A misery is not to be measured from the nature of the evil, but from the temper of the sufferer.
The true recipe for a miserable existence is to quarrel with Providence.
The misery of human life is made up of large masses, each separated from the other by certain intervals. One year the death of a child; years after, a failure in trade; after another longer or shorter interval, a daughter may have married unhappily; in all but the singularly unfortunate, the integral parts that compose the sum total of the unhappiness of a man's life are easily counted and distinctly remembered.
Small miseries, like small debts, hit us in so many places, and meet us at so many turns and corners, that what they want, in weight, they make up in number, and render it less hazardous to stand the fire of one cannon ball, than a volley composed of such a shower of bullets.
It is often better to have a great deal of harm happen to one than a little: a great deal may rouse you to remove what a little will only accustom you to endure.
There are a good many real miseries in life that we cannot help smiling at but they are the smiles that make wrinkles and not dimples.
Twins, even from the birth, are misery and man.
Misery is caused for the most part, not by a heavy crush of disaster, but by the corrosion of less visible evils, which canker enjoyment, and undermine security. The visit of an invader is necessarily rare, but domestic animosities allow no cessation.
If misery be the effect of virtue, it ought to be reverenced; if of ill-fortune, to be pitied; and if of vice, not to be insulted, because it is, perhaps, itself a punishment adequate to the crime by which it was produced; and the humanity of that man can deserve no panegyric who is capable of reproaching a criminal in the hands of the executioner.
We should pass on from crime to crime, heedless and remorseless, if misery did not stand in our way, and our own pains admonish us of our folly.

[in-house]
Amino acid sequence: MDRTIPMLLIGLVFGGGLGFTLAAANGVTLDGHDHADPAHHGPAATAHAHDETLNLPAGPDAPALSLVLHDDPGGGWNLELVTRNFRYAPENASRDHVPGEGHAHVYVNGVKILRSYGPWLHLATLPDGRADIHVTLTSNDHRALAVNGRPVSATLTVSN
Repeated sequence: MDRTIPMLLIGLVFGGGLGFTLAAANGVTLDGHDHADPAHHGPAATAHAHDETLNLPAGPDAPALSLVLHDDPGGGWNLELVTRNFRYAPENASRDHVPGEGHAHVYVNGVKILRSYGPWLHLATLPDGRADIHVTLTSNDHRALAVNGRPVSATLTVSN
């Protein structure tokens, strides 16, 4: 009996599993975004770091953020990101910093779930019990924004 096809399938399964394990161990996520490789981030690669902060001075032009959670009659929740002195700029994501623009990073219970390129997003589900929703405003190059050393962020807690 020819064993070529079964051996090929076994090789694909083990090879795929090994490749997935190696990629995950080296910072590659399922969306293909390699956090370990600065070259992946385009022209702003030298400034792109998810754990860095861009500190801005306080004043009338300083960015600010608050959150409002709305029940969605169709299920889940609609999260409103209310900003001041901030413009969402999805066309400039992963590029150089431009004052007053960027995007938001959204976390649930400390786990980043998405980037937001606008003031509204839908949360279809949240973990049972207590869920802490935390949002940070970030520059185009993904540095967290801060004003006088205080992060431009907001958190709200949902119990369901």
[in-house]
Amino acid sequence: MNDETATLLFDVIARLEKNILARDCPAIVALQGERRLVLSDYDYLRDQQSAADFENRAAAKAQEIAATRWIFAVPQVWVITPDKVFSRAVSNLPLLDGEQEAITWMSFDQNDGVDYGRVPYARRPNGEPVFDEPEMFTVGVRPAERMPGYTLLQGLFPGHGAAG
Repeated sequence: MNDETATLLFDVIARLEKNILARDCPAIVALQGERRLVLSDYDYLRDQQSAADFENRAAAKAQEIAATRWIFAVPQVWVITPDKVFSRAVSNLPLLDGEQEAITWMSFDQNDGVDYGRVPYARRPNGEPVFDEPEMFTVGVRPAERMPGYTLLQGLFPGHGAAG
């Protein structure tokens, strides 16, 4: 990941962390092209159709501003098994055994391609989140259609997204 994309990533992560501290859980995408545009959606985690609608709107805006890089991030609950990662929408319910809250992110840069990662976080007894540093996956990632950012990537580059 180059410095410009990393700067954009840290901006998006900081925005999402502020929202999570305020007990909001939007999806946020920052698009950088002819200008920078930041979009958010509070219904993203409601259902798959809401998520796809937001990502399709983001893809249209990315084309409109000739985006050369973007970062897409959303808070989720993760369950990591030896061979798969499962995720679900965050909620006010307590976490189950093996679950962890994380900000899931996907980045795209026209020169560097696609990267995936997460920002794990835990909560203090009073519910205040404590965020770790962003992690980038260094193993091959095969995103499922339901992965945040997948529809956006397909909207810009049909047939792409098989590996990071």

If you wish to be miserable, think about yourself; about what you want, what you like, what respect people ought to pay you, what people think of you; and then to you nothing will be pure. You will spoil everything you touch; you will make sin and misery for yourself out of everything God sends you; you will be as wretched as you choose.
A tree does not know itself to be miserable. It is true that it is misery indeed to know one's self to be miserable; but then it is greatness also. In this way all man's miseries go to prove his greatness. They are the miseries of a mighty potentate, of a dethroned monarch.
Notwithstanding the sight of all the miseries which wring us and threaten our destruction, we have still an instinct that we cannot repress, which elevates us above our sorrows.
As small letters hurt the sight, so do small matters him that is too much intent upon them: they vex and stir up anger, which begets an evil habit in him in reference to greater affairs.
Misery so little appertains to our nature, and happiness so much so, that we lament over that which has pained us, but leave unnoticed that which has rejoiced us.
Man is only miserable so far as he thinks himself so.
No scene of life but teems with mortal woe.
Misery acquaints a man with strange bedfellows.
Half the misery in the world comes of want of courage to speak and to hear the truth plainly, and in a spirit of love.